Meet StickyNotePages, a seriously cool conferencing collaboration tool

It’s pretty rare I gush with excitement. After 14 years in the web conferencing industry, most of the “new stuff” is a twist on an old idea.

StickyNotePages, however, is a breath of fresh air.

Have you ever worked in this scenario?

Think of a time in an offline setting where you used sticky notes as part of a group exercise. Maybe a consultant or meeting facilitator had you brainstorm ideas. Maybe you’re a team leader trainer guiding a team through analyzing, synthesizing, and prioritizing or process-izing a pile of ideas. (I write the blog, so I can make up words like process-ize)

Now tell me how you’d accomplish that in a virtual meeting.

Screen sharing, sharing documents, sharing keyboard and mouse control, chat, drawing and markup tools are all hallmarks of quality conferencing platforms. And it’s not that you couldn’t get this done, but it’s not a direct and immediate translation.

Enter StickyNotePages

StickyNotePages an add-on to Adobe Connect that not only takes what you already do naturally and translates it to an online environment.

Why StickyNotePages is on the money

Back to our collaboration scenario. Whether your session is fairly transient (a one time strategy or training session) or persistent (a Kanban wall), what do you do with what you create? You save it. You share it. You turn it into something that you can come back to…a document that gets shared or a wall in a room that everybody takes pics of with their smartphones so they can email ’em around.

Integration of synchronous and asynchronous collaboration

Start offline on your own notes, move online for the session, save notes to the cloud, use them again.

Do online what you can’t do offline (at or or at least very well)

Change the color of a note, duplicate a note, save multiple copies, host multiple pages.

Seamless integration with breakout rooms

Drag and drop between rooms, go back and forth from the main room to breakouts (and back).

The bottom line

As I sat a recent demo with ActiveC’s CEO James Booth and content developer Krystian Jones I had one question for them… when is this available for organizations that use something other than Adobe Connect? It’s that cool (and have non-Connect clients who’d love some configuration of it).

One caveat. There are huge swaths of the population who still complain that they can’t imagine how they’d use online collaboration enough to warrant an investment of their time or money into a quality conferencing solution (I’ll save the gasps of despair for later). The current configuration and feature set are intermediate.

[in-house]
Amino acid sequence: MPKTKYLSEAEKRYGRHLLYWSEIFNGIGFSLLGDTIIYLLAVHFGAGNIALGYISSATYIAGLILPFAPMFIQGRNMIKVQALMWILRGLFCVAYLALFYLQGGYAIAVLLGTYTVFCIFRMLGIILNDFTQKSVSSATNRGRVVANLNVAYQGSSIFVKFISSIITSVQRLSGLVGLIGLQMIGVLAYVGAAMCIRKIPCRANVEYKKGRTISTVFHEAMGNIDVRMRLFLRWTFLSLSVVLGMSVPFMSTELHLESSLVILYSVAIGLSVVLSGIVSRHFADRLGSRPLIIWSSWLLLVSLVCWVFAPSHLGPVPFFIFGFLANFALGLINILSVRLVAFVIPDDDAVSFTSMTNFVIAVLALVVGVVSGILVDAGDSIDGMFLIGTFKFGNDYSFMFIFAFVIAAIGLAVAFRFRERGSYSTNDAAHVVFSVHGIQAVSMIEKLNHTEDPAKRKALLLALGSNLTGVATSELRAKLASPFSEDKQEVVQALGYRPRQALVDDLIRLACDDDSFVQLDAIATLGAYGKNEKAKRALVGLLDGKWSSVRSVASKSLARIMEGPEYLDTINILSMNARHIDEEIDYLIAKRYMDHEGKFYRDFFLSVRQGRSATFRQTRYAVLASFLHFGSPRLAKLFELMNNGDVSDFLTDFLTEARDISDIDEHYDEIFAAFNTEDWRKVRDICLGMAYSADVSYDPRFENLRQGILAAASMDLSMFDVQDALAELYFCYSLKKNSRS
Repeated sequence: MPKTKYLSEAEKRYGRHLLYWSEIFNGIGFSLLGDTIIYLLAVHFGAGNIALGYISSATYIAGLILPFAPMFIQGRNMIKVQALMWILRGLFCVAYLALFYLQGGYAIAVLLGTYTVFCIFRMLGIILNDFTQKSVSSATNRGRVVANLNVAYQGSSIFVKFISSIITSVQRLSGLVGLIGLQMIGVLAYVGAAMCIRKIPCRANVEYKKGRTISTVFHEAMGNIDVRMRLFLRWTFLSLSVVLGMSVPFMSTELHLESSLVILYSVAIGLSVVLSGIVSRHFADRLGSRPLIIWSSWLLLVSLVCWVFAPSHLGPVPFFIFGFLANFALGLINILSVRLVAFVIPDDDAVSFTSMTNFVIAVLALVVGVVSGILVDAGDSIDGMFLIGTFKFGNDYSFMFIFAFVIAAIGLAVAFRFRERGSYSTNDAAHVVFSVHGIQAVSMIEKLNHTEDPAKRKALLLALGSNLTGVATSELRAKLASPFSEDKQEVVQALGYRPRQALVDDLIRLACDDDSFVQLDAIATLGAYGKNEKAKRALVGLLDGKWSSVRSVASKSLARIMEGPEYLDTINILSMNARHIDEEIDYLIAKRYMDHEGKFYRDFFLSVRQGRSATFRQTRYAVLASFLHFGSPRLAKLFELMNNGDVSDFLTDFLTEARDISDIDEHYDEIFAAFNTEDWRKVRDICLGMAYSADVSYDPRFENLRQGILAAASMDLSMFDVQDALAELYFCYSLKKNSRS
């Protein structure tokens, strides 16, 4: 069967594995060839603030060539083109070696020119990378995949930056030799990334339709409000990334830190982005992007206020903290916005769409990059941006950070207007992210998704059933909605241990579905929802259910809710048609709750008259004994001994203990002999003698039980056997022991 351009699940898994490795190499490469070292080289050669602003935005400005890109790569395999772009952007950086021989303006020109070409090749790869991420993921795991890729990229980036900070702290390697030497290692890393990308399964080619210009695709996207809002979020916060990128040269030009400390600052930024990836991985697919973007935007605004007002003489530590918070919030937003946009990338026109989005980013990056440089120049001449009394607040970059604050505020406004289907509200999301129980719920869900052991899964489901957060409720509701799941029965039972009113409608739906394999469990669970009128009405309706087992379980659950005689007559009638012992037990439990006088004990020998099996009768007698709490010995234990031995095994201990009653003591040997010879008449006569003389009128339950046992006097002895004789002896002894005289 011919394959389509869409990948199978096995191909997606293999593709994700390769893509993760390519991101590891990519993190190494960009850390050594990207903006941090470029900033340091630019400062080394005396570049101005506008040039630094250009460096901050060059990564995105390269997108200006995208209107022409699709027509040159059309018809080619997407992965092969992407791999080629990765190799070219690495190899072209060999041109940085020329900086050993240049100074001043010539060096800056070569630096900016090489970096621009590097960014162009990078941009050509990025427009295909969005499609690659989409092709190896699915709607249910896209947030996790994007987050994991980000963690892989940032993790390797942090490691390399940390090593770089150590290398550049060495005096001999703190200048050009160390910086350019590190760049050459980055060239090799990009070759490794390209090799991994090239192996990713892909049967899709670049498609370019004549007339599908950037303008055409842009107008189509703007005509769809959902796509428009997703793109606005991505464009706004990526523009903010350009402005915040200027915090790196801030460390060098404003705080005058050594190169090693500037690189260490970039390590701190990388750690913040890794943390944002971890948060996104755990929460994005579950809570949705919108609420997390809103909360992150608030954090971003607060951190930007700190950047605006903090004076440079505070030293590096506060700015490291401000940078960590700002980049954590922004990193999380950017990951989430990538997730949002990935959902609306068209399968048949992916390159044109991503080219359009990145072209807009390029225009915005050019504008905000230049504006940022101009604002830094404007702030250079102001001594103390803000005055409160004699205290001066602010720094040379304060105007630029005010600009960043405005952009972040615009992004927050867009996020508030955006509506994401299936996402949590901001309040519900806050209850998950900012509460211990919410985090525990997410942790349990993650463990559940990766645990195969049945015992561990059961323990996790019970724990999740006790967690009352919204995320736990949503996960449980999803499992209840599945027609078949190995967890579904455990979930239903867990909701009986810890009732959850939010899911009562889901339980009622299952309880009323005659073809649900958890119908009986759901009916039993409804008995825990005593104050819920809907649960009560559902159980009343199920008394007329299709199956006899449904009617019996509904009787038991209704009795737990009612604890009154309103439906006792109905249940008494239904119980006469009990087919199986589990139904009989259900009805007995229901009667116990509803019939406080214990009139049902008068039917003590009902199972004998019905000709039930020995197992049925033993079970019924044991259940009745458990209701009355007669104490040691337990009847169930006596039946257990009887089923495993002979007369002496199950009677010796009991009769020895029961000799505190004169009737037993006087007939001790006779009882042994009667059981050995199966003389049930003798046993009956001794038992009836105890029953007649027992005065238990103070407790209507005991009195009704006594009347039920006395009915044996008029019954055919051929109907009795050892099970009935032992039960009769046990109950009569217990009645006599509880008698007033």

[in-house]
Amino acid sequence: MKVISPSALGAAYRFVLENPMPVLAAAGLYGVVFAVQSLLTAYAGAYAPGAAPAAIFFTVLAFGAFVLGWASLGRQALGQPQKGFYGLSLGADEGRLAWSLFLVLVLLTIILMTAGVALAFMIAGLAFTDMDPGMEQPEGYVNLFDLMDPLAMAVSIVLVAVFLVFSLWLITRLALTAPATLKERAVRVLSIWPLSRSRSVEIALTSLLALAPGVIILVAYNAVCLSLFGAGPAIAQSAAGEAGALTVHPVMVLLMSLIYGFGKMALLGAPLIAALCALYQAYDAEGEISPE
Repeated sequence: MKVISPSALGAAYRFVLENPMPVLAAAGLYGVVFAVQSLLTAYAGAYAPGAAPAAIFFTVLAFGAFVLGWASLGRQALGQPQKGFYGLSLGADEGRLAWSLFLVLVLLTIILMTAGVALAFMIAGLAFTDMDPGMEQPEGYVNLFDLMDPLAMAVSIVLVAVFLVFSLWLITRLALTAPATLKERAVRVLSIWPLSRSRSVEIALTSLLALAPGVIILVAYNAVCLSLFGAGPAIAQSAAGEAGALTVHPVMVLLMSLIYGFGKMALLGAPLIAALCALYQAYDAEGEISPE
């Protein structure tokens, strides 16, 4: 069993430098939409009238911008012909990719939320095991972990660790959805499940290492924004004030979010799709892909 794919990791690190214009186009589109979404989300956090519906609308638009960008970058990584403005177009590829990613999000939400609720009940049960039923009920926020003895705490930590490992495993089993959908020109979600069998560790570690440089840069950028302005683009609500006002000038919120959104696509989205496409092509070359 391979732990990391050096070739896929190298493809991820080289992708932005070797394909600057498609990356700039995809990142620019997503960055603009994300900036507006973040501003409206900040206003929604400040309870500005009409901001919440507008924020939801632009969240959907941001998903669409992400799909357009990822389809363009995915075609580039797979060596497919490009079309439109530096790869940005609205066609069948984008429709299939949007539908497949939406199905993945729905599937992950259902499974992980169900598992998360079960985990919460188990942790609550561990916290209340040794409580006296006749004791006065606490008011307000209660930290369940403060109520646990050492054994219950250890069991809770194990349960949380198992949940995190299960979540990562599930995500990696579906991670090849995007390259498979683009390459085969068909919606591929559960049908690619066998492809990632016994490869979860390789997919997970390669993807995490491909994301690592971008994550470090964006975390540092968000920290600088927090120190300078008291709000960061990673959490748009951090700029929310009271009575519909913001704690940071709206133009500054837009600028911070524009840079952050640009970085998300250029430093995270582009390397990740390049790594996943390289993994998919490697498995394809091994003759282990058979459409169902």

An extended free trial is available if you want to check out StickyNotePages for yourself.


4 thoughts on “Meet StickyNotePages, a seriously cool conferencing collaboration tool

  1. Jennifer Lyle

    Did ActiveC answer your question?

    Wish I had time to explore StickyNotes further, but I certainly won’t forget about it.

    You wrote, “Screen sharing, sharing documents, sharing keyboard and mouse control, chat, drawing and markup tools are all hallmarks of quality conferencing platforms.” Is it possible to create a comparison chart of existing conferencing platforms based on these characteristics?

    Very specifically, I’d like to know which conferencing platforms offer drawing tools (I use a Mac).

    Thanks for your always- informative website

    1. TheVP

      Thanks, Jennifer, and yes, they did. My bad if I implied otherwise…James and Krystian were cordial and knowledgeable.

      As for your question…most tools allow drawing/annotation of some sort, so that’d be a long list (Connect, Webex, GoToMeeting, ClickMeeting, AnyMeeting, FuzeMeeting, Omnovia, ReadyTalk, and on and on). And most have some sort of trial period, which means you could explore them.

      One point of differentiation isn’t “DO they have drawing tools compatible with your Mac” (coming to you from my own MacBook Pro). Your exploration might be “WHAT/WHICH?” Maybe you just need to highlight. But you might also want to change pen colors, give different color pens to each participant, write/type with text, have virtual laser pointers, change the width of a pen’s tip (skinny or fat), combine drawing tools with other things like checkmarks or emoticons, etc.

      It certainly would be possible to compare all these in a chart…if you want to tackle it, I’m happy to publish it and give you all the credit. I confess, however, it’s not likely to happen soon on my calendar of events. 🙂

    2. James

      Most of the conferencing software / platforms provide white boarding or annotation features, but some are much more fully featured than others.

      Eg, with Connect the draw tool really is able to do most things you might need in a meeting, multiple whiteboard pages, and editing objects that you created with the tool being key in my opinion. The ability to do basic things (such as edit a text item, select and move multiple items, set transparency levels of draw objects like boxes, eclipses etc) shouldn’t’ be taken for granted with all the tools.

      Another key question is how multi user do you want / need the tool to be, as the tools vary widely in this regard.


      1. TheVP

        Thanks James, and good points.

        “Take for granted” is a big challenge in conferencing in general. Just because a feature appears on a datasheet doesn’t mean it is well-designed and useful in its implementation.

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